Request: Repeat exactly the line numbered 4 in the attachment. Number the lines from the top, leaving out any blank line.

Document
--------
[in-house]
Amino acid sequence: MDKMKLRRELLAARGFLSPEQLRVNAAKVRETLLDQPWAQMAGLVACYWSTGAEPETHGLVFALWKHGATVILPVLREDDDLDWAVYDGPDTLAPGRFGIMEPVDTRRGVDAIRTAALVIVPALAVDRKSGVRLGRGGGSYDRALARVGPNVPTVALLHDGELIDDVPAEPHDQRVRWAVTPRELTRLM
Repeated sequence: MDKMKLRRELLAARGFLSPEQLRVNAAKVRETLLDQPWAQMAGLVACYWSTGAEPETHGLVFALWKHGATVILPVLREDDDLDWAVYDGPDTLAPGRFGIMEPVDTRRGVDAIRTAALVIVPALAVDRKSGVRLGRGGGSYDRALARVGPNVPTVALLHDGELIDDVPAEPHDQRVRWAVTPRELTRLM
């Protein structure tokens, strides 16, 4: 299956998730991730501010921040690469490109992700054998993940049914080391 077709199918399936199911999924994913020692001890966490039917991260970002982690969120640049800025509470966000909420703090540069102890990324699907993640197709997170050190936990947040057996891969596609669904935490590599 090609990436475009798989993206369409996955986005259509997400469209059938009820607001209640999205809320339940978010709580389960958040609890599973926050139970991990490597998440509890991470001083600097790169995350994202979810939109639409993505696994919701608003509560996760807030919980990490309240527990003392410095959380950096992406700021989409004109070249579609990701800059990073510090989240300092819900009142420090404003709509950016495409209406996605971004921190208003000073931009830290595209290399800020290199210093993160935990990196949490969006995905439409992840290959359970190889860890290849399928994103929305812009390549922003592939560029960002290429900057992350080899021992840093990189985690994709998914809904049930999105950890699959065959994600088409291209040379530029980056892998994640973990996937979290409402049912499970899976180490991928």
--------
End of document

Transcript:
């Protein structure tokens, strides 16, 4: 299956998730991730501010921040690469490109992700054998993940049914080391 077709199918399936199911999924994913020692001890966490039917991260970002982690969120640049800025509470966000909420703090540069102890990324699907993640197709997170050190936990947040057996891969596609669904935490590599 090609990436475009798989993206369409996955986005259509997400469209059938009820607001209640999205809320339940978010709580389960958040609890599973926050139970991990490597998440509890991470001083600097790169995350994202979810939109639409993505696994919701608003509560996760807030919980990490309240527990003392410095959380950096992406700021989409004109070249579609990701800059990073510090989240300092819900009142420090404003709509950016495409209406996605971004921190208003000073931009830290595209290399800020290199210093993160935990990196949490969006995905439409992840290959359970190889860890290849399928994103929305812009390549922003592939560029960002290429900057992350080899021992840093990189985690994709998914809904049930999105950890699959065959994600088409291209040379530029980056892998994640973990996937979290409402049912499970899976180490991928």